• Terminal room cleans will be outsourced to a company (not our EVS).


Security

  • Will be posted outside the destination unit at all times, and will monitor anyone coming or going.
  • Only designated specialized medical teams will be allowed in.
  • There will be no visitors allowed in the unit.
  • There will also be no students or trainees allowed in the care.

Communications
We have dedicated an intranet site for internal communications, have held Ebola Information town halls and are working with PR on external communications.

Other
We are working with DHEC and SCHA to coordinate efforts with other centers in S.C.

FAQs for Staff
What is Ebola?  Ebola is a rare and often fatal disease in humans and nonhuman primates, caused by infection with viruses of the Ebolavirus Genus.   

How is a person infected with the Ebola virus? How is it spread?

  • A person is infected by direct contact with blood or other body fluids (urine, feces, sweat, saliva, breast milk or semen) from a person who is sick with Ebola.
  • A person can also get Ebola by touching contaminated needles, syringes or other things with body fluids of a person sick with Ebola.  
  • The virus enters through broken skin or unprotected mucous membranes (i.e. eyes, nose or mouth). Aerosols, such as cough droplets, can also spread the virus.
  • A person can also get Ebola from infected animals.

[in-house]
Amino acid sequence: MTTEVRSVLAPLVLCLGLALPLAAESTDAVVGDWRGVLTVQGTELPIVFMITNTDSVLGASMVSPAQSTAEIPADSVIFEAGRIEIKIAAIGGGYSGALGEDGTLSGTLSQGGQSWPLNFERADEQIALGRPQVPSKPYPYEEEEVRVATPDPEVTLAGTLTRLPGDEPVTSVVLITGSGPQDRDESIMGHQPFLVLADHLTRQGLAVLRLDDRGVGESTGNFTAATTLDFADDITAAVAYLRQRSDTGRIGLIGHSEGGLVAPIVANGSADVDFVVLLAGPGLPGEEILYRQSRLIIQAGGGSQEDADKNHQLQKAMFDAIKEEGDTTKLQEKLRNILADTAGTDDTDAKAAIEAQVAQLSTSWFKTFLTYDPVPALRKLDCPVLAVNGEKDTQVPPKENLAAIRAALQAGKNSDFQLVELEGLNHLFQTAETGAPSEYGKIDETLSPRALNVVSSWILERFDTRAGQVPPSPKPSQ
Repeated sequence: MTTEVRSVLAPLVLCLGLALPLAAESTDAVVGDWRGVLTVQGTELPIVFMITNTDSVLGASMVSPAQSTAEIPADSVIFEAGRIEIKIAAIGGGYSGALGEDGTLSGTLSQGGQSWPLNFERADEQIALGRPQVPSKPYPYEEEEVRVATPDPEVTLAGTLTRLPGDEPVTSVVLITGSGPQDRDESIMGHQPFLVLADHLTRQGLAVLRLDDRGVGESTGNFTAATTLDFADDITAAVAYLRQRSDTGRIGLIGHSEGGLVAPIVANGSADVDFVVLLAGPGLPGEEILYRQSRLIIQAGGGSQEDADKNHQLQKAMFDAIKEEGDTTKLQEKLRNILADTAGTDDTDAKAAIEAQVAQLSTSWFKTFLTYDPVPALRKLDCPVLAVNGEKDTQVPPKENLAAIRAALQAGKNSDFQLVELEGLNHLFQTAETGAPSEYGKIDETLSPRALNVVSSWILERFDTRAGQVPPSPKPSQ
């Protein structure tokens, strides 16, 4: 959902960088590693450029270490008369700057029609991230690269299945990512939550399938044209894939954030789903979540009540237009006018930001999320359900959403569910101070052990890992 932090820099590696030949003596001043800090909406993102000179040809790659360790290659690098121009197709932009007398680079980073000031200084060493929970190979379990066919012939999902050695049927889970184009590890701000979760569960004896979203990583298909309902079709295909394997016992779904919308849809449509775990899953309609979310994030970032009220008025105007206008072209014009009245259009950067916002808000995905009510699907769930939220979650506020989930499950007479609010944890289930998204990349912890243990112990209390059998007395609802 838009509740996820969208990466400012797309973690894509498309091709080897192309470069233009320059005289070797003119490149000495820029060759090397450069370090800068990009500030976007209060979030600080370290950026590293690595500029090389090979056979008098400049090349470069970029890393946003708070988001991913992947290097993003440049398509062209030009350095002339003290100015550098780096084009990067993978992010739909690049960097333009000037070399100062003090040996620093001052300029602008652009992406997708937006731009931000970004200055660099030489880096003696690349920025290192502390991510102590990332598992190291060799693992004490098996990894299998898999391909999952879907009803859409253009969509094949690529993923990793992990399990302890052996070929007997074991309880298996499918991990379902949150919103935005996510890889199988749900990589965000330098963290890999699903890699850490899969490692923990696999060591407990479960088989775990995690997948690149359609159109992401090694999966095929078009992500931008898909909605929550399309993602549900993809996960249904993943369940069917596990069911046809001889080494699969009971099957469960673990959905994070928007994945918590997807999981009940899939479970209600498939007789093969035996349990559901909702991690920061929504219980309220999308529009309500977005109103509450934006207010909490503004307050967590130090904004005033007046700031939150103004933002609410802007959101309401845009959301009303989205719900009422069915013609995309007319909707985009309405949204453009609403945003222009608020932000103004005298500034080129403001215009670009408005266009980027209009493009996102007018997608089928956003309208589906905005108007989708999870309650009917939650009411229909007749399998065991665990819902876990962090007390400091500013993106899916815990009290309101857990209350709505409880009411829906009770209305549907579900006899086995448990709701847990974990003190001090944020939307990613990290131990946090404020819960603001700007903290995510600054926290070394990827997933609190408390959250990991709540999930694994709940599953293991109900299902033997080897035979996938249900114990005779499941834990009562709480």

When is a person with Ebola considered infectious and capable of spreading the Ebola virus? A person is not infectious or contagious before they are symptomatic.   

What is the incubation period? An exposed person can develop disease anywhere from 2 to 21 days after exposure, but the average is 8 to 10 days.

What are the signs and symptoms of Ebola?

  • Recent travel or contact with someone who has traveled to a country or area that is experiencing an outbreak.
  • Fever greater than 38 degrees C (100.4 degrees F)
  • Severe headache
  • Muscle pain  
  • Throwing up
  • Diarrhea
  • Stomach pain
  • Unexplained bleeding or bruising

What is the treatment for a patient infected with the Ebola virus?

  • Currently, no specific vaccines or medications have proven to be effective.  Some experimental drugs have been used for patients with Ebola.  
  • Treatment currently consists of supportive care for symptoms that are present (i.e. IV fluids, electrolyte replacement, comfort measures).


How is Ebola diagnosed?

  • Through laboratory testing of a blood specimen: Need at least 4 mL in a lavender/purple top vacutainer and at least 4 mL in a red vacutainer.
  • The tests are sent to the CDC and takes 48 hours for results.
  • All specimens must be double bagged (3-step process).


What is the prognosis of a patient infected with Ebola? Does everybody die who has Ebola? Current statistics show 1 of every 2 people who became infected with Ebola has died.  

The Team Leaders for MUSC’s Ebola response:

  • Overall - Dr. Danielle Scheurer, Chief Quality Officer
  • Disaster Preparedness - Dr. Kathy Lehman-Huskamkp and Brian Fletcher
  • Specialized medical teams (coordination, communication, training–education content) - Dr. Kathy Lehman-Huskamkp
  • Educational roll out - Angela Egner and Lisa Langdale
  • Infection Prevention and Control - Linda Formby
  • Hospital Epidemiology - Dr. Cassandra Salgado and Dr. Lauren Richey

While the risk of Ebola at MUSC is small, we are taking action to be well prepared.

If you have any further questions, refer to the Ebola Information intranet site, or contact Chief Quality Officer Dr. Danielle Scheurer at scheured@musc.edu.

October 23, 2014